Lawrence 4 specimen, just acquired by DLRC, is thought to be one of
these two Daggett coins.”
Feigenbaum said he’s now hoping to one day handle that “Ice Cream Specimen.”
Contemporary news accounts cite a somewhat different reason for
the production of the coins. Nancy Oliver and Richard Kelly, a wife
and husband team of researchers from California, wrote in the Feb. 27,
2006, issue of Coin World that they had found an October 1895 article
about the 1894-S Barber dime in the San Francisco Bulletin that was
subsequently published in other newspapers.
In October 1895, the 1894-S Barber dime was already selling for
$5, and Robert Barnett, chief clerk of the San Francisco Mint related,
in the Bulletin article, that the Mint had received numerous letters
from collectors seeking an example of the dime, which had already been
dispersed. The requests prompted Barnett to look into the
circumstances regarding the production of the coins.
The newspaper article cited Barnett as stating that after all of
the silver recovered from older coins melted at the facility had been
used, a small amount of the metal remained available. Barnett related
that “we found on our hands a quantity that would coin to advantage
only into dimes, and into dimes it was coined, making just twenty-four
Oliver and Kelly agree that Daggett kept three of the dimes, which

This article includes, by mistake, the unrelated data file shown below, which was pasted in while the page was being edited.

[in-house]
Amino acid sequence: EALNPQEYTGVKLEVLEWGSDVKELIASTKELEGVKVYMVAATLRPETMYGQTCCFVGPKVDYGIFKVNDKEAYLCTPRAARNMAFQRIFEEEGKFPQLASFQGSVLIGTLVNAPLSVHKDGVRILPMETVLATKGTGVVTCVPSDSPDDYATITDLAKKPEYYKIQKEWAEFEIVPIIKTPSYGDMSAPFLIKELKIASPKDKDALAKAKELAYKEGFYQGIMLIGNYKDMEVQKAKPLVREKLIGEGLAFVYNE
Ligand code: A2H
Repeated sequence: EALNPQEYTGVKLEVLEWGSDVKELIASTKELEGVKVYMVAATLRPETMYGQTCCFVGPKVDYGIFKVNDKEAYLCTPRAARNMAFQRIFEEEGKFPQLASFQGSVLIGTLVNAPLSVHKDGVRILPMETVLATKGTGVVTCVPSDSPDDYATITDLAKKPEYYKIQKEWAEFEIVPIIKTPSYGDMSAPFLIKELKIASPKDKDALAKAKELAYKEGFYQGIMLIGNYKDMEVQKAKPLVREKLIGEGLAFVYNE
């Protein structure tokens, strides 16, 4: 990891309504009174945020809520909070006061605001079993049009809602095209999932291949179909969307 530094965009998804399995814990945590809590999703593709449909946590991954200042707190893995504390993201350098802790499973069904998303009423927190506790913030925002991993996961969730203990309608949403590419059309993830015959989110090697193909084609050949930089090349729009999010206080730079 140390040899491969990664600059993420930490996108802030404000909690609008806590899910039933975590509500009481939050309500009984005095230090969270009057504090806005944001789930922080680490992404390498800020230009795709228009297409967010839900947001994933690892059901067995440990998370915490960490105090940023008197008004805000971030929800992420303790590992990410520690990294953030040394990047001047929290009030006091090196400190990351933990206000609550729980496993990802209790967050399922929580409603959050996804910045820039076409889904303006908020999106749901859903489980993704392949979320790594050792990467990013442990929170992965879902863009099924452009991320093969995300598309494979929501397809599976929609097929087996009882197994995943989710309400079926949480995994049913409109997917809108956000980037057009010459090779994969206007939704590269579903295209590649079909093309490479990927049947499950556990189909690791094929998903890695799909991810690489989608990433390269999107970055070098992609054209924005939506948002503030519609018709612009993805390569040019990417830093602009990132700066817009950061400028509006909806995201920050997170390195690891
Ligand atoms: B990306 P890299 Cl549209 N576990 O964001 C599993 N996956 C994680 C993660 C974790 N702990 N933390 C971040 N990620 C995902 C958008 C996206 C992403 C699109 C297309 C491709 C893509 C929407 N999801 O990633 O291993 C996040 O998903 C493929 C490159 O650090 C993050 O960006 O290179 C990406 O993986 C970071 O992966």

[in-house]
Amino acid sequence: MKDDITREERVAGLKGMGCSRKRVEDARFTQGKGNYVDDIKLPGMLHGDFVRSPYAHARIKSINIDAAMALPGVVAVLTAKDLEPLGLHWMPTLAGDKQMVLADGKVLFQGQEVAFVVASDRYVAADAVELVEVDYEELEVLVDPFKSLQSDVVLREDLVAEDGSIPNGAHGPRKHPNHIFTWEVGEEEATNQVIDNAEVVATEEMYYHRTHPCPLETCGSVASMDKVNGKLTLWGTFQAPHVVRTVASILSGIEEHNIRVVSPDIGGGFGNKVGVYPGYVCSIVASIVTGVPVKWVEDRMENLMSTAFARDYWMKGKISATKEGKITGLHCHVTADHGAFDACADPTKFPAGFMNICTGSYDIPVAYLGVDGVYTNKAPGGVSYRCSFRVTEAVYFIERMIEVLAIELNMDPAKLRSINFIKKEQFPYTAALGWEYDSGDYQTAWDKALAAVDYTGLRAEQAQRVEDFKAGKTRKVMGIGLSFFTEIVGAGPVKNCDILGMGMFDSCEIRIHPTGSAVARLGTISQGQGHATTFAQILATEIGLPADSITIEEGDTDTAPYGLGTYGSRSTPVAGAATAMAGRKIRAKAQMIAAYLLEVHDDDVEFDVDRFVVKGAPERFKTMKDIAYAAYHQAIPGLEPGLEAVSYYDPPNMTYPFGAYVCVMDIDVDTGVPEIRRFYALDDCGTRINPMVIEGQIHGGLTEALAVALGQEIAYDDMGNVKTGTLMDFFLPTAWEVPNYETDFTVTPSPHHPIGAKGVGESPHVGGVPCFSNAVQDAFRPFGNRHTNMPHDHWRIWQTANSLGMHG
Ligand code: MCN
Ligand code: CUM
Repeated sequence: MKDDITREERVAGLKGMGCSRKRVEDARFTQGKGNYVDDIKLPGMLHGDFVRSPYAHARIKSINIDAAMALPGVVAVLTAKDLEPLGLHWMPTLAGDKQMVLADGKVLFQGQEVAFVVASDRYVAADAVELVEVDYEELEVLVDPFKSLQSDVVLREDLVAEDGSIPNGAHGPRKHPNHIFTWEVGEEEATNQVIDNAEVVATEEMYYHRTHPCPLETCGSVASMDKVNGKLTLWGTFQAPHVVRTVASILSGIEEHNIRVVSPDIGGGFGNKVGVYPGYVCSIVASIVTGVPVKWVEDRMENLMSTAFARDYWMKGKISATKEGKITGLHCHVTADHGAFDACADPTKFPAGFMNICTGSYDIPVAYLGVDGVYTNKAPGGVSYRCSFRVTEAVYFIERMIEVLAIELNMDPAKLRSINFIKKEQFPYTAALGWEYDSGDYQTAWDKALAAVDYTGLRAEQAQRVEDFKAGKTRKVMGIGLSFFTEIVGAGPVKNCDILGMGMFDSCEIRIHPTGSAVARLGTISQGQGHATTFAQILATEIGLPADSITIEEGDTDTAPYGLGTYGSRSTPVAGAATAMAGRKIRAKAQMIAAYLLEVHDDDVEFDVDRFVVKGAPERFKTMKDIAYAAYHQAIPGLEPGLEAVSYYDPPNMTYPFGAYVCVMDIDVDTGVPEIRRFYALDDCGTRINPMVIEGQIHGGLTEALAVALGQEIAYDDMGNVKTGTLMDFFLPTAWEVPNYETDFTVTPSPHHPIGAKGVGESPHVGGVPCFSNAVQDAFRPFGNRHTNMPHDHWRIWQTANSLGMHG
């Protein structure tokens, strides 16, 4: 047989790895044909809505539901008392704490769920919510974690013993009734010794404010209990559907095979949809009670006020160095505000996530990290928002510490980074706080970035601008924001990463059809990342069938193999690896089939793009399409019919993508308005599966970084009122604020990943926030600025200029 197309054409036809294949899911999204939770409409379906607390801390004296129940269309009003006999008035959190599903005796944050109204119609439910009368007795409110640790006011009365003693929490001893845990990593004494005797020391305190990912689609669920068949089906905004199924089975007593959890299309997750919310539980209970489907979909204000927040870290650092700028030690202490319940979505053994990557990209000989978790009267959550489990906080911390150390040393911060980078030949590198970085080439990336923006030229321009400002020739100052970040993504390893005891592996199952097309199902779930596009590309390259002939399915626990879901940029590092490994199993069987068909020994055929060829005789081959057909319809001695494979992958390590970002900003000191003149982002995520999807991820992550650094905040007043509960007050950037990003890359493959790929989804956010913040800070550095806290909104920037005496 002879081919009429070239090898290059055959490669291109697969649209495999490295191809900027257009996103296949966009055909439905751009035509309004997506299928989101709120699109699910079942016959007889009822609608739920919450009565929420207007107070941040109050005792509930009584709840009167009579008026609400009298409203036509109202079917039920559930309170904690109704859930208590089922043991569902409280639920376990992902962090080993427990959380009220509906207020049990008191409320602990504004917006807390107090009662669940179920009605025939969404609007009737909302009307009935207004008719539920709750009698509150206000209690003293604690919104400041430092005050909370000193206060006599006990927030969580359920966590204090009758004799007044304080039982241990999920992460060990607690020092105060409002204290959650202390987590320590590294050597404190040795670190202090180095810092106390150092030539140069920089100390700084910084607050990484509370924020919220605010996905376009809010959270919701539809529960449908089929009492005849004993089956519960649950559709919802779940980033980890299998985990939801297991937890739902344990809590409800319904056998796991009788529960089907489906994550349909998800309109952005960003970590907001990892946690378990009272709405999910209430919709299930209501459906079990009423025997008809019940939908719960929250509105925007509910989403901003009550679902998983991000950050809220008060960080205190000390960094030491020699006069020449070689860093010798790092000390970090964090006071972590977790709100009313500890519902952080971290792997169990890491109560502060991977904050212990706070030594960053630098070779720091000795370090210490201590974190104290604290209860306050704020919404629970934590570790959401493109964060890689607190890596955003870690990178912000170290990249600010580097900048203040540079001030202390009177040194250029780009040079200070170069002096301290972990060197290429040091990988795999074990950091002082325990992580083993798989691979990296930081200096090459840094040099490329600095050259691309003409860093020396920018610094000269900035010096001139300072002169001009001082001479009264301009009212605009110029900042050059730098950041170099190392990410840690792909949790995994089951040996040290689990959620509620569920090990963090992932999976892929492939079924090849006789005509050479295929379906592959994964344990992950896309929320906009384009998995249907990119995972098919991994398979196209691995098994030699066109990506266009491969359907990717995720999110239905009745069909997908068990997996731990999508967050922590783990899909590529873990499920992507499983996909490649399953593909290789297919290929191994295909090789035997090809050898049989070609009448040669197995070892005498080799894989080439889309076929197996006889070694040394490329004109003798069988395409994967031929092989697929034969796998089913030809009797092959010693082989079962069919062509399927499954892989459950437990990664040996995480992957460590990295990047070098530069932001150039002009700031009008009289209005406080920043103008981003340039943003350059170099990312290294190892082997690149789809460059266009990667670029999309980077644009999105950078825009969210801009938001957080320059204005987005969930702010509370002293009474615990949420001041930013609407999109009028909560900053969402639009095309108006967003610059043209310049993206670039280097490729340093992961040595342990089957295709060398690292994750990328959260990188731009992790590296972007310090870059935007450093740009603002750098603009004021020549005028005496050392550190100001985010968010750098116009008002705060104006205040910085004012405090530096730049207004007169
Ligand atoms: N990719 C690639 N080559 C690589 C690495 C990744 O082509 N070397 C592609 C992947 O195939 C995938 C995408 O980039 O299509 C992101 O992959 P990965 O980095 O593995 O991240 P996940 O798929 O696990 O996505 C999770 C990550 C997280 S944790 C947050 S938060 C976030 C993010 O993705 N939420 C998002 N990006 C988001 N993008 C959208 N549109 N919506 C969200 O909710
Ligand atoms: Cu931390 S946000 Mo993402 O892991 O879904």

he passed along to daughter Hallie. The researchers note that Hallie
was 15 years old at the time and thus not a “little girl” as in the
legend surrounding the coin.
Most legitimate rarity
No matter the circumstances under which the coins were struck,
Feigenbaum believes the 1894-S dimes represent the most legitimate of
the major U.S. coin rarities. He referenced several great U.S. coin
rarities that each carry a well-known, interesting and sometimes
controversial background. Among these other great rarities are the
1804 Draped Bust dollars, the first of which were struck in 1834
rather the year the coin is dated. The five 1913 Liberty Head 5-cent
coins were unofficially struck, notes Feigenbaum, who added that the
1884 and 1885 Trade dollars were similarly produced without official documentation.
Contact Feigenbaum at 800-776-0560. Images and information,
including pedigrees, are available on the DLRC website, www.davidlawrence.com. ■